Women's tennis," says Clark Graebner, "is awful. I can't stand it. But if those two play each other at Forest Hills I'd walk from Cleveland to New York to watch. They'll be going at each other with sledgehammers."
Graebner, a member of the Davis Cup team, has had to watch a lot of female tennis in the line of devotional duty, since his wife, Carole, is the third-ranking American player. He has not mentioned walking 500 miles to see her play, however. The two whose collision he so keenly anticipates arc Billie Jean Moffitt King of Long Beach, Calif. and Nancy Richey of Farmer's Branch, Texas, who share the No. 1 ranking as uneasily as Liz and Sybil in the days when they both claimed Richard Burton.
As the U.S. championships unfold, 22-year-old Billie Jean and 24-year-old Nancy will move about the West Side Tennis Club at Forest Hills as though it were the O.K. Corral. They are stalking each other. The girls last met two years ago in this same stadium, when Nancy's quarter-final victory gave her the No. 1 ranking all by herself.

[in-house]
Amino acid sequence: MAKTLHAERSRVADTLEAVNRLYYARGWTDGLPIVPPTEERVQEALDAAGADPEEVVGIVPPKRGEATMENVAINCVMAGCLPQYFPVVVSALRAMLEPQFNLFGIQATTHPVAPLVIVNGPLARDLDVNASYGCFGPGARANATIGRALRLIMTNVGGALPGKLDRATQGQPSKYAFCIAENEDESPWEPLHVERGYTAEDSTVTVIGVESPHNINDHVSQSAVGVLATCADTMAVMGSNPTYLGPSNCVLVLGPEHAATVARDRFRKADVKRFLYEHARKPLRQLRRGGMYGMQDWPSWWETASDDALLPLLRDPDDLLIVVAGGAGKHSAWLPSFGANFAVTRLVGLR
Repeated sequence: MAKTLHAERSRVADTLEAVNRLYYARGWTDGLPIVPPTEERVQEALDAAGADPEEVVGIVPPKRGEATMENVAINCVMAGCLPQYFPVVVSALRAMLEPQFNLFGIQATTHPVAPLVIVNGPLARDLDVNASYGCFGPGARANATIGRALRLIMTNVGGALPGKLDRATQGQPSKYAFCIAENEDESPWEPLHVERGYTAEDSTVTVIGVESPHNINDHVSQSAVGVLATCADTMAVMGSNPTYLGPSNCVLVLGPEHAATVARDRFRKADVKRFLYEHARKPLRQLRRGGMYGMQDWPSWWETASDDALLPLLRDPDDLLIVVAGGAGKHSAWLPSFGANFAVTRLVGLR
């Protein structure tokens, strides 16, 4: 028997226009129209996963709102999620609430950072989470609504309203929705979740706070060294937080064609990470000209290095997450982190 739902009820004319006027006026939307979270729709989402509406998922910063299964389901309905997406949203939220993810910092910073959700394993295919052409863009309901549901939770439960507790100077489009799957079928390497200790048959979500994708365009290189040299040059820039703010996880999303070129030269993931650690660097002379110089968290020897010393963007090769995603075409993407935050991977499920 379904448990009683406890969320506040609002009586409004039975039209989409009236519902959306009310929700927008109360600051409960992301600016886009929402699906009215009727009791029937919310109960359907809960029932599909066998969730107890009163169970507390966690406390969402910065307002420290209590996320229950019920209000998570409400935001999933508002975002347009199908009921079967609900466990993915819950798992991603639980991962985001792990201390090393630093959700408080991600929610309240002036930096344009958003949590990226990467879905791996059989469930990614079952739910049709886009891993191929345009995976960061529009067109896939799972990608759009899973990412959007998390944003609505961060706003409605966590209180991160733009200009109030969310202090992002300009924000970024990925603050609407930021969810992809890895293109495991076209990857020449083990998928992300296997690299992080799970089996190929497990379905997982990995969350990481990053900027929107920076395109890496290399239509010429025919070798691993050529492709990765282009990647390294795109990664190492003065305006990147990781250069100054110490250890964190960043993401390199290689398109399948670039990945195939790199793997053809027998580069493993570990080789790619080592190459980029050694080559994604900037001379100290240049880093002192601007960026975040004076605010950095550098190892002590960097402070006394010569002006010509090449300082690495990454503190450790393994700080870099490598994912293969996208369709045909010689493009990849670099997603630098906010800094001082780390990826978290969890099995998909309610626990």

Since then Billie Jean has made more prestigious progress. She won at Wimbledon in July, a triumph that symbolizes world supremacy, and she has been nearly invincible for two seasons on the U.S. grass-court circuit, a tour that Nancy has ducked.
"I want to play her so bad and settle this thing," says Billie Jean.
"Nobody," says Nancy, "wants to settle it more than I do. I think I'm better. I've beaten Billie Jean six out of seven times we've played, you know."
Normally at Forest Hills the women's singles is the undercard, but this year the partisans of Billie Jean and Nancy evoke the atmosphere of the early '30s when the two Helens—Helen Wills Moody and Helen Jacobs—were fighting it out for the championship and first place in the rankings.
Contrary to Clark Graebner's appraisal, the women's matches at Forest Hills often are more interesting than the men's. Limited in strength, the girls seldom play the stereotyped grass-court game played almost without exception by the men: wham-bam...wham-bam...wham-bam—and sometimes bam-wham.
Billie Jean buzzes the net like a torpedo boat approaching for the kill and overpowers most opponents, but she will have to work more thoughtfully against Nancy, who stands at the baseline like an offshore battleship, sending heavily paced salvos crosscourt and along the sidelines.
In winning at Wimbledon, Billie Jean beat two former champions—Margaret Smith and Maria Bueno—in succession. But a world championship in July is not much consolation in September if Billie Jean cannot win the championship of her own country at Forest Hills and free herself of the clinging presence of Nancy Richey.